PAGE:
Getting measles ‘resets’ the body’s immune system

In this April 2019 photo, New York City Mayor Bill de Blasio speaks during a news conference declaring a public health emergency in parts of Brooklyn in response to a measles outbreak. Health experts are saying measles, which is once more on the rise globally, is more harmful than previously thought. (REUTERS/Shannon Stapleton/File Photo)
Updated 01 November 2019

Getting measles ‘resets’ the body’s immune system

  • Netherlands study shows the virus erases the body’s memory of previous pathogens, effectively wiping its immunity memory

WASHINGTON: Measles, the contagious childhood disease that is once more on the rise globally, is more harmful than previously thought.
A new analysis of 77 unvaccinated children from the Netherlands carried out by an international team of researchers led by scientists at Harvard has found that the virus erases the body’s memory of previous pathogens — effectively wiping its immunity memory.
The virus eliminated between 11 and 73 percent of the children’s protective antibodies, blood proteins responsible for “remembering” previous encounters with disease, the team wrote in the journal Science on Thursday.
This left some of the children with immunity close to that of a newborn baby.


“It sort of resets your immune system back to sort of a more naive state,” Harvard epidemiologist and coauthor Michael Mena told AFP.
In order to rebuild their defenses, they will need to be exposed to numerous pathogens as they were in their infancy, he added.
To validate their result, the team then carried out experiments on macaque monkeys, with the animals losing 40-60 percent of their protective antibodies.
“The virus is much more deleterious than we realized, which means the vaccine is that much more valuable,” said study coauthor and Howard Hughes Medical Institute Investigator Stephen Elledge.

 


Saudi women researchers win major science award

Altalhi’s research in donor-less organ transplants is designed to counter end-stage organ failure, a leading cause of death worldwide. (supplied)
Updated 12 November 2019

Saudi women researchers win major science award

  • Each of the researchers was awarded a grant in recognition of their outstanding achievements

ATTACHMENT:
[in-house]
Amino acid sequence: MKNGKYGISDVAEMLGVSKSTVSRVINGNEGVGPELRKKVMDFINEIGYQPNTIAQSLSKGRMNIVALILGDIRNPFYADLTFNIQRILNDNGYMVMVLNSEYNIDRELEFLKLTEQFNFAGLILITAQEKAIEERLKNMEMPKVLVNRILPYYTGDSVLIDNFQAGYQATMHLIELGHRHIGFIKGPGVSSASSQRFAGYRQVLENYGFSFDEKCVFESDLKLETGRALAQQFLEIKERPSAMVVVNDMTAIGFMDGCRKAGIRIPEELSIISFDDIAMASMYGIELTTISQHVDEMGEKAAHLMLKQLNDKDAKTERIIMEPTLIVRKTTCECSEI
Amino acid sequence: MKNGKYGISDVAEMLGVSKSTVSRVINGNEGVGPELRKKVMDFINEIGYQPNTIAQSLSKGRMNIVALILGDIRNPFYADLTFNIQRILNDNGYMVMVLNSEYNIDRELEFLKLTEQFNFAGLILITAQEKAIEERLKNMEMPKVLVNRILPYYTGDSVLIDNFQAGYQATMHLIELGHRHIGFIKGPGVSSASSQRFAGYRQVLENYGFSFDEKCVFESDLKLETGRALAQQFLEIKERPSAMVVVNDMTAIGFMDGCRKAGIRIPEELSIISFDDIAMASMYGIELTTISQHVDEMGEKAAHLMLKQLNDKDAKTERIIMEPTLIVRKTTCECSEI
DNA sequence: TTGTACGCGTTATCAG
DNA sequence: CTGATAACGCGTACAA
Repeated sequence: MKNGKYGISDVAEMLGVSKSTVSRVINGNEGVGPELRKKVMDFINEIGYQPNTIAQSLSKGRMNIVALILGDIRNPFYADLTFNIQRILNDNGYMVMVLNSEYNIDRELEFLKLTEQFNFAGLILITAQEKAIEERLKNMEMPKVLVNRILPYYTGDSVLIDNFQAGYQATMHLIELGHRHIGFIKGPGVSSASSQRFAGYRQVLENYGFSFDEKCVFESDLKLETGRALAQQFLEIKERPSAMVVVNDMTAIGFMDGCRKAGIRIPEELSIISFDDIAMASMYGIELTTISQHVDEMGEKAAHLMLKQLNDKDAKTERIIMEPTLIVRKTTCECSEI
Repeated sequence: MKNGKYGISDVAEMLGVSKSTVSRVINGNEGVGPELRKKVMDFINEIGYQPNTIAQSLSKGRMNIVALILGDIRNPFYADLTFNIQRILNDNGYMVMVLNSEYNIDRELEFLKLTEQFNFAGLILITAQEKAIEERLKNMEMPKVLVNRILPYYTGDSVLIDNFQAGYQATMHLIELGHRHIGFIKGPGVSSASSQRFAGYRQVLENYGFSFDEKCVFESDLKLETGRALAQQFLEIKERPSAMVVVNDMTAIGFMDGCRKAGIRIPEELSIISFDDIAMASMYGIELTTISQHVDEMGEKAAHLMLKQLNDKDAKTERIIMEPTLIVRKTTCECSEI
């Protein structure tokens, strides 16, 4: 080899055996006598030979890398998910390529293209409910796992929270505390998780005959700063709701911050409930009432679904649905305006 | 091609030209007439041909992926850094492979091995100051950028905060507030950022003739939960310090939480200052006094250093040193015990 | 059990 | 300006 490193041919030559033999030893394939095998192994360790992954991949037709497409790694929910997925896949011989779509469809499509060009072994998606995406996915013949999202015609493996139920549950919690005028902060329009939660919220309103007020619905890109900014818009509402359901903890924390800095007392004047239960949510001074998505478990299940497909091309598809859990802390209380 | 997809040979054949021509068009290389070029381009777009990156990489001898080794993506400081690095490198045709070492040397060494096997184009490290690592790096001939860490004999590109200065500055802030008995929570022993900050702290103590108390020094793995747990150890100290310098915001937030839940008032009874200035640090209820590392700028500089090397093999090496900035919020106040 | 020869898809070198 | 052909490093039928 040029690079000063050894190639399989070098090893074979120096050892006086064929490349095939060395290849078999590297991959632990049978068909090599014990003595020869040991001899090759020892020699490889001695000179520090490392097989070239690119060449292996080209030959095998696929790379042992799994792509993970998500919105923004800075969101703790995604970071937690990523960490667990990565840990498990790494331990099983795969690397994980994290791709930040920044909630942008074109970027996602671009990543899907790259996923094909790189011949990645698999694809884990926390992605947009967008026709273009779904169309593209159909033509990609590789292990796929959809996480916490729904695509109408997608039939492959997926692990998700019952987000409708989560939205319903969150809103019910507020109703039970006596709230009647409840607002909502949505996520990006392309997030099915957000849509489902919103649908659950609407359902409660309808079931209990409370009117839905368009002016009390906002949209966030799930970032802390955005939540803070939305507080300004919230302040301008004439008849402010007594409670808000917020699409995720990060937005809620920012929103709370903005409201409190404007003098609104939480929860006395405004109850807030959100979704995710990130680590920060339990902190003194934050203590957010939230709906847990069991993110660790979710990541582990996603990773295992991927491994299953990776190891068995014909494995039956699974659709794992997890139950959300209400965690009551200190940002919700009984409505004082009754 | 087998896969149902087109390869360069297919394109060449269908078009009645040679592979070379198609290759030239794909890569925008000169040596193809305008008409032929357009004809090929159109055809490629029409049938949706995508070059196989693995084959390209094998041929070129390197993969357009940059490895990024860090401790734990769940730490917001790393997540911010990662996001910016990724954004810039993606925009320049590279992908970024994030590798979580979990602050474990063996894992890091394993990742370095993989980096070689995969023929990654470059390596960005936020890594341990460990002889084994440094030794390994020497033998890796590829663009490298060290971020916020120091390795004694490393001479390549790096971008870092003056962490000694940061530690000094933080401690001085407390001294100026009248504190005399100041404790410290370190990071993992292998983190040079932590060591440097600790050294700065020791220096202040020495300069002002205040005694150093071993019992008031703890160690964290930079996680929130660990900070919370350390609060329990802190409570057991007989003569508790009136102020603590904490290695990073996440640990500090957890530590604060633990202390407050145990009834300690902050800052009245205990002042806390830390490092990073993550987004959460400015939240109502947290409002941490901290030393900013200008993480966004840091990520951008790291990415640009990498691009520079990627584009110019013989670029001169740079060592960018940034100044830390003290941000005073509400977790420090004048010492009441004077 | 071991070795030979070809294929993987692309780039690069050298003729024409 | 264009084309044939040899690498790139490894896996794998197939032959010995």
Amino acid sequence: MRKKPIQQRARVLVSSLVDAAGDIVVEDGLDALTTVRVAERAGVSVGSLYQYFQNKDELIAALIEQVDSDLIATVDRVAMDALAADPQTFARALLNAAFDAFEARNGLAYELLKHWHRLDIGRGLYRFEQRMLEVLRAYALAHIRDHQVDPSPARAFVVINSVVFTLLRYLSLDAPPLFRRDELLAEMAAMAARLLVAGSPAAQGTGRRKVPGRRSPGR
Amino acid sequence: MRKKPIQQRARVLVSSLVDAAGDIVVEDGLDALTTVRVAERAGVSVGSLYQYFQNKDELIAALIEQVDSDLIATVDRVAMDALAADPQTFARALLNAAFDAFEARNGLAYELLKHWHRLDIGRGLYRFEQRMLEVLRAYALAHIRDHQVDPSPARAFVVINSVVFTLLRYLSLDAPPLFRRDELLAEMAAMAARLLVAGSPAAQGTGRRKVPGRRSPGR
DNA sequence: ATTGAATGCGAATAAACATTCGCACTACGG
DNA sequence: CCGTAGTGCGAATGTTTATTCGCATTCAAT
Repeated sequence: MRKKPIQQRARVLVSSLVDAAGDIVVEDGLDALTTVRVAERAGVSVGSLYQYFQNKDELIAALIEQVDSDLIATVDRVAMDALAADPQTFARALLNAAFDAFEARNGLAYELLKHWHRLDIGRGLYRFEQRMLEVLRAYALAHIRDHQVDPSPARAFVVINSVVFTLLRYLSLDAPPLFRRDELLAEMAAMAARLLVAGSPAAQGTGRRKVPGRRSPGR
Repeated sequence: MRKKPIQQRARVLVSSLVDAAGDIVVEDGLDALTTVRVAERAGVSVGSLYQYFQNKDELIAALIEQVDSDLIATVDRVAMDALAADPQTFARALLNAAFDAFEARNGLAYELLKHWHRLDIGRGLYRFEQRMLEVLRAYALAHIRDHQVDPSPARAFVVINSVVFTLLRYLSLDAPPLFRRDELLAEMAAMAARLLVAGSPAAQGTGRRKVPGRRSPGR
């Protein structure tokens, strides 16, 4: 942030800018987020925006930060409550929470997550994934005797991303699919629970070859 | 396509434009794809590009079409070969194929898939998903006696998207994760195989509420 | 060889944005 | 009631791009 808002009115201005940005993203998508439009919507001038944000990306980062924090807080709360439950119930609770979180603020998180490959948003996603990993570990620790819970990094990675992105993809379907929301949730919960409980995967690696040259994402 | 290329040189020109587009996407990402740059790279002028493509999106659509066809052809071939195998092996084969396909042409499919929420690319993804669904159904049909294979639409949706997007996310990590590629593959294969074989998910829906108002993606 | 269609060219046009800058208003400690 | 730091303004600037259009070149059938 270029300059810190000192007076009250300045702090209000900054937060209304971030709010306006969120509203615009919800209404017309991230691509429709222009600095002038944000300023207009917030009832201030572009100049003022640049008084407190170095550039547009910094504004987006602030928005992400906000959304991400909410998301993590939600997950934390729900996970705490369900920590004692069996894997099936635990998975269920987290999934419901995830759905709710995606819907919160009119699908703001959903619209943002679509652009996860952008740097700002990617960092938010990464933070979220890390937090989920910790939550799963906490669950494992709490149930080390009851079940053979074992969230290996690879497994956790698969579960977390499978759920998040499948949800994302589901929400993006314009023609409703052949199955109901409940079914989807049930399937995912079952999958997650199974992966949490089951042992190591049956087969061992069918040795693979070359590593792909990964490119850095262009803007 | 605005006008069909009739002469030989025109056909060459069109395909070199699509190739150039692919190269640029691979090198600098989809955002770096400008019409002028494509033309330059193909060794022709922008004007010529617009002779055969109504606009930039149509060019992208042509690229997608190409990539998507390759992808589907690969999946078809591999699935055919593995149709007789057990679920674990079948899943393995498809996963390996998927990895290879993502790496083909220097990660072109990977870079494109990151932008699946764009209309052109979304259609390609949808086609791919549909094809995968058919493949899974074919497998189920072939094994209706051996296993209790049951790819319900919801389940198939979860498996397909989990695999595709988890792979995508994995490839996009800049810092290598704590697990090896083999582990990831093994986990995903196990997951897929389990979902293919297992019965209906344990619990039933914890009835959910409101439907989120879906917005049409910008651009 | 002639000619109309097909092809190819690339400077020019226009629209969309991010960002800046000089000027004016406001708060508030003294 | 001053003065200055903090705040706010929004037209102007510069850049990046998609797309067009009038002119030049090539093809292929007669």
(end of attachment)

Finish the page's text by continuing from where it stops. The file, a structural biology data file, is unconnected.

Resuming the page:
• According to the Saudi Cancer Registry, leukaemia is the fifth most common cancer among both men and women

DUBAI: A passion for science and years of hard work has put two Saudi women researchers in the spotlight following their groundbreaking studies on organ transplant alternatives and stem cell treatments. 

Wafa Audeh Altalhi and Asma Al-Amoodi were among the six female scientists honored at the sixth edition of the L’Oreal-UNESCO for Women in Science Middle East Fellowship awards in Dubai.

Each of the researchers was awarded a grant in recognition of their outstanding achievements. Altalhi received €20,000 ($22,000) in the postdoctorate researchers category, while Al-Amoodi received €8,000 in the PhD students category.

The 21-year-old initiative empowers women in science and highlight the value of their achievements, while promoting gender equality. So far the program has supported more than 3,100 women and rewarded 107 laureates, granting doctoral and postdoctoral fellowships in 117 countries.

Altalhi’s research in donor-less organ transplants is designed to counter end-stage organ failure, a leading cause of death worldwide.  

“The transplant waiting list has been increasing in recent years, putting immense pressure on patients in terms of hospital expenses. My research uses a patient’s own stem cells to build replacing organs as an alternative to allogenic organ transplants,” she said.

Altalhi’s focus is on bioengineering patient-specific and donor-less organs by making specialized tissue and organs ready for transplant when needed.

“Awards like this provide a platform where candidates and their contributions are examined by experts. I believe that this is important to promote healthy competence in the scientific field and push innovation forward,” Altalhi said.

Before becoming a science laureate, Altalhi attended Umm Al-Qura University, where she completed a bachelor’s degree in laboratory medicine.

She went on to complete a master’s degree in cellular and molecular medicine, followed by a PhD in laboratory medicine and pathobiology at the University of Ottawa and Toronto in Canada.

“I am now doing my postdoctoral fellowship at Harvard University and the Center for Organ Bioengineering at Massachusetts general hospital,” she said.

Meanwhile, furthering research in stem cell treatments for cancer patients is Al-Amoodi’s top priority.

She is convinced that more can be done to treat hematological diseases through stem cell research.

According to the Saudi Cancer Registry, leukaemia is the fifth most common cancer among both men and women.

With limited therapy options and a high number of patients in the Kingdom, Al-Amoodi is determined to improve the efficiency of bone marrow transplants through her research.

“This award is about overcoming all limitations and challenges I have faced. The award has turned my dream to do something for our society into reality,” she said.

Al-Amoodi has a bachelor’s degree in medical laboratory technology and a master’s degree in biology. She plans to pursue her PhD studies in stem cell adhesion mechanism.